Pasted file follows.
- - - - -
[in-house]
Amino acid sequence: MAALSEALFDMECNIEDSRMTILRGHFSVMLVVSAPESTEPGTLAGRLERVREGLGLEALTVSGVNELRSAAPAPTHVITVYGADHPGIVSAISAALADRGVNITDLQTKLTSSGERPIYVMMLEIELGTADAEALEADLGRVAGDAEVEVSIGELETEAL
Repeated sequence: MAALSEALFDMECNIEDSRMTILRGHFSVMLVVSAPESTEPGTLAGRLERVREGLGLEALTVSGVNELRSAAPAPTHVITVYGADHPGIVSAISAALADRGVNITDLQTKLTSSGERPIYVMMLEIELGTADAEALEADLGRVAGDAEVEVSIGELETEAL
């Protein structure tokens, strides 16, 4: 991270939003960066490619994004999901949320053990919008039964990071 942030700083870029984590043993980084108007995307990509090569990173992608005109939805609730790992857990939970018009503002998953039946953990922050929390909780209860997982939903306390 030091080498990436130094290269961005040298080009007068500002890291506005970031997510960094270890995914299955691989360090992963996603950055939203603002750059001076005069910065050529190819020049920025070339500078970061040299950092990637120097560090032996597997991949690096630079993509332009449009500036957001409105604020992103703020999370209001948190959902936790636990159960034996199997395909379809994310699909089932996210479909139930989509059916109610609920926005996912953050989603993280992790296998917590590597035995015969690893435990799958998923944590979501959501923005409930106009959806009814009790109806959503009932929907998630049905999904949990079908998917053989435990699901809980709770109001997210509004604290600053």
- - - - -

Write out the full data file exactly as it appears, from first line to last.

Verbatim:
[in-house]
Amino acid sequence: MAALSEALFDMECNIEDSRMTILRGHFSVMLVVSAPESTEPGTLAGRLERVREGLGLEALTVSGVNELRSAAPAPTHVITVYGADHPGIVSAISAALADRGVNITDLQTKLTSSGERPIYVMMLEIELGTADAEALEADLGRVAGDAEVEVSIGELETEAL
Repeated sequence: MAALSEALFDMECNIEDSRMTILRGHFSVMLVVSAPESTEPGTLAGRLERVREGLGLEALTVSGVNELRSAAPAPTHVITVYGADHPGIVSAISAALADRGVNITDLQTKLTSSGERPIYVMMLEIELGTADAEALEADLGRVAGDAEVEVSIGELETEAL
């Protein structure tokens, strides 16, 4: 991270939003960066490619994004999901949320053990919008039964990071 942030700083870029984590043993980084108007995307990509090569990173992608005109939805609730790992857990939970018009503002998953039946953990922050929390909780209860997982939903306390 030091080498990436130094290269961005040298080009007068500002890291506005970031997510960094270890995914299955691989360090992963996603950055939203603002750059001076005069910065050529190819020049920025070339500078970061040299950092990637120097560090032996597997991949690096630079993509332009449009500036957001409105604020992103703020999370209001948190959902936790636990159960034996199997395909379809994310699909089932996210479909139930989509059916109610609920926005996912953050989603993280992790296998917590590597035995015969690893435990799958998923944590979501959501923005409930106009959806009814009790109806959503009932929907998630049905999904949990079908998917053989435990699901809980709770109001997210509004604290600053």